“They will be able to have a telemedical consultation from the comfort of their hotel room if they have any health issues, questions or concerns,” says Berglind. What may have been previously offered as a members-only privilege pre-COVID-19 now allows newer guests to decide if such initiatives may outweigh the benefits provided by other competitors.
And as domestic leisure travel is expected to recover first, Berglind is certain that hotels will also introduce staycations, drive holidays and experiential dining to attract new, inbound travellers and hopefully convert them into members of its loyalty programme. Perks for international travellers will only appear at a much later stage.
While we may not enjoy self-drive road trips in Singapore, there is no lack of hotel packages in our own backyard. The Fullerton Hotel Singapore’s 12-hour day-use rooms come complete with complimentary Wi-Fi, parking and access to the gym and pool. The hotel is also offering miles for direct bookings and complimentary nights for suite stays to Asia Miles and KrisFlyer members.
For those looking to stay overnight, Regent Singapore’s Super Long Foodie Escapade allows guests to check in as early as 8am, receive S$288 credit to dine at the hotel’s establishments and check-out 30 hours later. This is yet another way in which hotels in Singapore are reaching out to locals who may have dined at the hotel on previous occasions, but have not yet had a chance to check-in.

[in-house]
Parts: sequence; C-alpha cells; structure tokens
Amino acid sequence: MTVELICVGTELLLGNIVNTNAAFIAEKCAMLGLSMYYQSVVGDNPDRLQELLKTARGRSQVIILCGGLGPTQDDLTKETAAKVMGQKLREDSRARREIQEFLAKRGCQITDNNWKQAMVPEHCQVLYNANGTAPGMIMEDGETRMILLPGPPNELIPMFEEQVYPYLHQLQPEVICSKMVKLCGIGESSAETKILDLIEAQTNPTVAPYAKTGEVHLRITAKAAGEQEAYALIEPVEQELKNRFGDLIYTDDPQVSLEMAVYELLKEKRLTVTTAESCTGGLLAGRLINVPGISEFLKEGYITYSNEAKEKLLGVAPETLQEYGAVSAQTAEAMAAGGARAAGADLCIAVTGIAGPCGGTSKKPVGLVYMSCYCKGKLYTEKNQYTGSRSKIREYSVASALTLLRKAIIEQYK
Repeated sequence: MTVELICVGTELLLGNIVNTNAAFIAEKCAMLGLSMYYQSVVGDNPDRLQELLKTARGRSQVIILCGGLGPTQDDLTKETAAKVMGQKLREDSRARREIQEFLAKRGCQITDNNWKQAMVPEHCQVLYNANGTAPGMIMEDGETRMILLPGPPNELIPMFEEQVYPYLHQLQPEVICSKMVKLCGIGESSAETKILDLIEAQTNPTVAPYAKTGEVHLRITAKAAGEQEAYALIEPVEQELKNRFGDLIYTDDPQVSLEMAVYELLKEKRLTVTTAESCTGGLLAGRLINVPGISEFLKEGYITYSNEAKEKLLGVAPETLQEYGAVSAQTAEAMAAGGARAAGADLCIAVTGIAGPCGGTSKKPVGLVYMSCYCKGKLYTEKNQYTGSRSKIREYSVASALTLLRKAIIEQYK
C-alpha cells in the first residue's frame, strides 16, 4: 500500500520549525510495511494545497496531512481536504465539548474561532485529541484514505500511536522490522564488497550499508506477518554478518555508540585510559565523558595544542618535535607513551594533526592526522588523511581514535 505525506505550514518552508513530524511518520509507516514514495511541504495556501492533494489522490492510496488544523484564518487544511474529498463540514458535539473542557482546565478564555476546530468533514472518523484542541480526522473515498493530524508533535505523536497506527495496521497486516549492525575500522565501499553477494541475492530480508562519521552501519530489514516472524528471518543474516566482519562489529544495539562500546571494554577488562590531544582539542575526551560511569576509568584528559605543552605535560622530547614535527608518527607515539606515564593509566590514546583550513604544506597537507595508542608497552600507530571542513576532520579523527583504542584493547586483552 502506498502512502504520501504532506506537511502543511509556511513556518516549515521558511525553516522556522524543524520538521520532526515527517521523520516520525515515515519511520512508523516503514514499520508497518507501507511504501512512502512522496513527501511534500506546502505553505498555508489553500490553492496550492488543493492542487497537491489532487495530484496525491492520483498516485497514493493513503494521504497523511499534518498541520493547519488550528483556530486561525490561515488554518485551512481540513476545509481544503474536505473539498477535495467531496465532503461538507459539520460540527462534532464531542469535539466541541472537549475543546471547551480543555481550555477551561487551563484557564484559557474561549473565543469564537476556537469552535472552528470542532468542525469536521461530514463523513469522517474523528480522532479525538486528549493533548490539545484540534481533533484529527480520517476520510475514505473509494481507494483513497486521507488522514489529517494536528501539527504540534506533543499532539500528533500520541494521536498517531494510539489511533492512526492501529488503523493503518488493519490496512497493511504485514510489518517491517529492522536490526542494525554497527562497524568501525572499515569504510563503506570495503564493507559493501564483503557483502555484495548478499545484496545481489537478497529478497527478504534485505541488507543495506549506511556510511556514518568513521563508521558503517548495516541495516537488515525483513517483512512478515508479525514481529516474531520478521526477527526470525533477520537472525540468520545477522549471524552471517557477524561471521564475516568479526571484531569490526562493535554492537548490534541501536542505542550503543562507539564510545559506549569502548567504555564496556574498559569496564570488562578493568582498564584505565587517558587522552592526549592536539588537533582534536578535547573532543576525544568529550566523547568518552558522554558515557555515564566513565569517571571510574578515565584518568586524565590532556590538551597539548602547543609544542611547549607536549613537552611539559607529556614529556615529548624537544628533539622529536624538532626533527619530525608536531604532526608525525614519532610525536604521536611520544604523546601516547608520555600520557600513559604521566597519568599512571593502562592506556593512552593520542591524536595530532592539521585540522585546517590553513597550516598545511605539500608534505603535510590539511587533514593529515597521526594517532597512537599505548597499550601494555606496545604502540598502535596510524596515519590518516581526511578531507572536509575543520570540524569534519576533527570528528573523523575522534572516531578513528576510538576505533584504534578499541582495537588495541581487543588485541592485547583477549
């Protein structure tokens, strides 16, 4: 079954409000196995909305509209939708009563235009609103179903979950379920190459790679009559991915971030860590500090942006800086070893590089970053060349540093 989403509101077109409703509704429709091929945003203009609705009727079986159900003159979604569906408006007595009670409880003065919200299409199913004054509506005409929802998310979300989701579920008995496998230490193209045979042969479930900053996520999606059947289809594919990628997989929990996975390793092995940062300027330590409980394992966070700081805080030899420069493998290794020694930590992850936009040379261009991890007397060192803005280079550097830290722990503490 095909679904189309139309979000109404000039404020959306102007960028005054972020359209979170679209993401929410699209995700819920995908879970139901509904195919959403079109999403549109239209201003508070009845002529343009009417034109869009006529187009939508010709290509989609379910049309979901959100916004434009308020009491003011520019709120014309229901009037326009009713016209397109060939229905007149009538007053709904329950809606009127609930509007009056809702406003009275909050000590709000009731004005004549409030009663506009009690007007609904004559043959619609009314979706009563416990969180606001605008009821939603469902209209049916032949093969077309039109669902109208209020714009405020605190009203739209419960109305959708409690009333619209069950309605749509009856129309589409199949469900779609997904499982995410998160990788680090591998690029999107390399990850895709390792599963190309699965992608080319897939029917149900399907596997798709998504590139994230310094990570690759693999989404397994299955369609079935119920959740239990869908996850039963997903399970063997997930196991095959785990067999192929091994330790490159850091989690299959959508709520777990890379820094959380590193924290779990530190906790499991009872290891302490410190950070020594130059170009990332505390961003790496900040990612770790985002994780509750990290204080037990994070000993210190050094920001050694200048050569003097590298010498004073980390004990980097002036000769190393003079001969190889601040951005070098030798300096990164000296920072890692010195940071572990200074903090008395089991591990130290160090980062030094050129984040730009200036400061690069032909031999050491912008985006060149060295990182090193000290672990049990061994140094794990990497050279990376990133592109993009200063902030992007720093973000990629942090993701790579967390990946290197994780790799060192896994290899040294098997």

Such bargains from luxury five-star hotels were almost unheard of pre-COVID, but as the virus wiped out occupancy in the first half of the year, hospitality groups are doing everything they can to stave off losses as soon as business can resume. Besides giving away credits, extending statuses and offering more benefits to retain customers, hotels will ramp up efforts to lure non-members with high-value, post-pandemic packages, impressing them with top-notch, personalised service and converting new customers to loyal members by lowering the barriers to entry. Expect to see more incentivised guest surveys, return vouchers and social media marketing as hotels refine their strategies to bring more people into the sales funnel.
But the question still remains: what do we do with the points and miles accumulated so far?
Experts say to spend them now while you still can. Now’s the time to book future holidays, with travel companies offering promotions and increased flexibility on cancellations and changes. If you don’t see yourself getting on a plane in the immediate future, cash in soon-to-expire points for non-travel redemptions.
Many rewards programmes – such as those with credit cards – offer statement credits, cashback and other vouchers that you can use.
And in the spirit of giving, some companies offer the option of donating unused points. Etihad Airways, in particular, is working with the United Nations Refugee Agency and Emirates Red Crescent in the Middle East to curb the spread and prevent a COVID-19 outbreak in refugee settings, and is encouraging its members to donate their miles to the cause.
It’s safe to say, travel – and the accumulation of membership points – will look very different from now on. Business travel aside, the world is potentially looking at fewer trips, but longer journeys and purposeful vacations.
As such, loyalty programmes will have to evolve accordingly. “I believe that loyalty programmes will become even richer and more important in the (travel) business,” Berglind says. “We will need to provide meaningful ways for people to live, work, play and travel.”